Forum: Ruby why does this freeze not work?

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konsu (Guest)
on 2006-02-16 02:49
(Received via mailing list)
hello,

i need to set an instance variable in my object once and make sure this
variable is not changed afterwards. i tried the code below which i
expected
to fail with a TypeError but it happily outputs '2'. i kind of
understand
why it succeeds, i think it just creates another @id when i call id=()
method, but is there a way to do what i want to do?

thanks
konstantin

class C
  attr_accessor :id

  def initialize(id)
    @id = id
    @id.freeze
  end
end

c = C.new(1)
c.id = 2

puts c.id
Yukihiro M. (Guest)
on 2006-02-16 03:01
(Received via mailing list)
Hi,

In message "Re: why does this freeze not work?"
    on Thu, 16 Feb 2006 09:48:28 +0900, "konsu" 
<removed_email_address@domain.invalid>
writes:

|i need to set an instance variable in my object once and make sure this
|variable is not changed afterwards. i tried the code below which i expected
|to fail with a TypeError but it happily outputs '2'. i kind of understand
|why it succeeds, i think it just creates another @id when i call id=()
|method, but is there a way to do what i want to do?

No.  You have frozen a Fixnum object 1, not @id.  Instance variables
are attributes of an object, not objects by themselves.  You have to
freeze whole object C, or use attr_reader instead of attr_accessor.

							matz.
rcoder (Guest)
on 2006-02-16 03:10
(Received via mailing list)
Freezing affects the object on which you call the 'freeze' method, not
the context in which it's assigned to a name. In your example, you're
simply freezing a Fixnum instance representing the number 1. Then, when
you assign a new value to the 'id' instance attribute, you're changing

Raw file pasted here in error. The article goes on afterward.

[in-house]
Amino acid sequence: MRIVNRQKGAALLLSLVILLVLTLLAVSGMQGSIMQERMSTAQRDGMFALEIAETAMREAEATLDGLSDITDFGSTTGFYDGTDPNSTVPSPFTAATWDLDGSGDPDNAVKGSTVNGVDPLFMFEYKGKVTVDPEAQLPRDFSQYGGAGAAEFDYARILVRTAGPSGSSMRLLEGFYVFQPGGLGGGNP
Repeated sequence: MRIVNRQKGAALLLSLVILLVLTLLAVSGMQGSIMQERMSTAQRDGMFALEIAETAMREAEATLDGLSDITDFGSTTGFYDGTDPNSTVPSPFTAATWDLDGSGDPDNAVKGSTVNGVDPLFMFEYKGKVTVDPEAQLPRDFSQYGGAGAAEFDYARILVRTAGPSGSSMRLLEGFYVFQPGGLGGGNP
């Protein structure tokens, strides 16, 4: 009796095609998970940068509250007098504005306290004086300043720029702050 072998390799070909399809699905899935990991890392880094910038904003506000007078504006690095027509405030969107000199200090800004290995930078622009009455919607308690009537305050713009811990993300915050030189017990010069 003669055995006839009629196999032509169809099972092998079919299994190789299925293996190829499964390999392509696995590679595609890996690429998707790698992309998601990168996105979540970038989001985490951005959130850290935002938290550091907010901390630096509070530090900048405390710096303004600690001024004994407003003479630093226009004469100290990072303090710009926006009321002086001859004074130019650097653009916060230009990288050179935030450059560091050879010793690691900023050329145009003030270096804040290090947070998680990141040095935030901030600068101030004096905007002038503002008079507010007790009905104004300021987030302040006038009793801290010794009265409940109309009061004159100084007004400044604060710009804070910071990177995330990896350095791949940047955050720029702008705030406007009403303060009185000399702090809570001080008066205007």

which object it points to, rather than overwriting the original object.

This is because variables in Ruby are references to objects, not chunks
of memory. Object mutation happens via method call, not assignment.

If you were to freeze your instance of C, you would get behavior more
like you expect:

c = C.new(1)
c.freeze
c.id = 2 # raises TypeError

If you only want to prevent the 'id' attribute from being overwritten,
just declare it with 'attr_reader', instead of 'attr_accessor'.

-Lennon
konsu (Guest)
on 2006-02-16 03:40
(Received via mailing list)
thank you. i understand.

then attr_accessor seems to be the only way. but one can always re-open
my
object and change the @id attribute... that is why i wanted to freeze
the
reference variable and not the object itself.

konstantin

"rcoder" <removed_email_address@domain.invalid> wrote in message
news:removed_email_address@domain.invalid...
David V. (Guest)
on 2006-02-16 03:55
(Received via mailing list)
DÅ?a Å tvrtok 16 Február 2006 02:38 konsu napísal:
> thank you. i understand.
>
> then attr_accessor seems to be the only way. but one can always re-open my
> object and change the @id attribute... that is why i wanted to freeze the
> reference variable and not the object itself.
>

The same person could also reopen your class, replace #initialize_copy,
and
then dup your frozen object and play with it to his heart's content.

If you design your object to be immutable, odds are noone will reopen
and hack
at it just to spite your design. And if it does happen, it probably
means
there's something missing your API.

David V.
Robert K. (Guest)
on 2006-02-16 12:44
(Received via mailing list)
konsu wrote:
> thank you. i understand.
>
> then attr_accessor seems to be the only way. but one can always
> re-open my object and change the @id attribute... that is why i
> wanted to freeze the reference variable and not the object itself.

In your case simply change it to attr_reader.  That way the field will
be
set in the constructor and cannot be changed from the outside.  No
freezer
needed.

    robert
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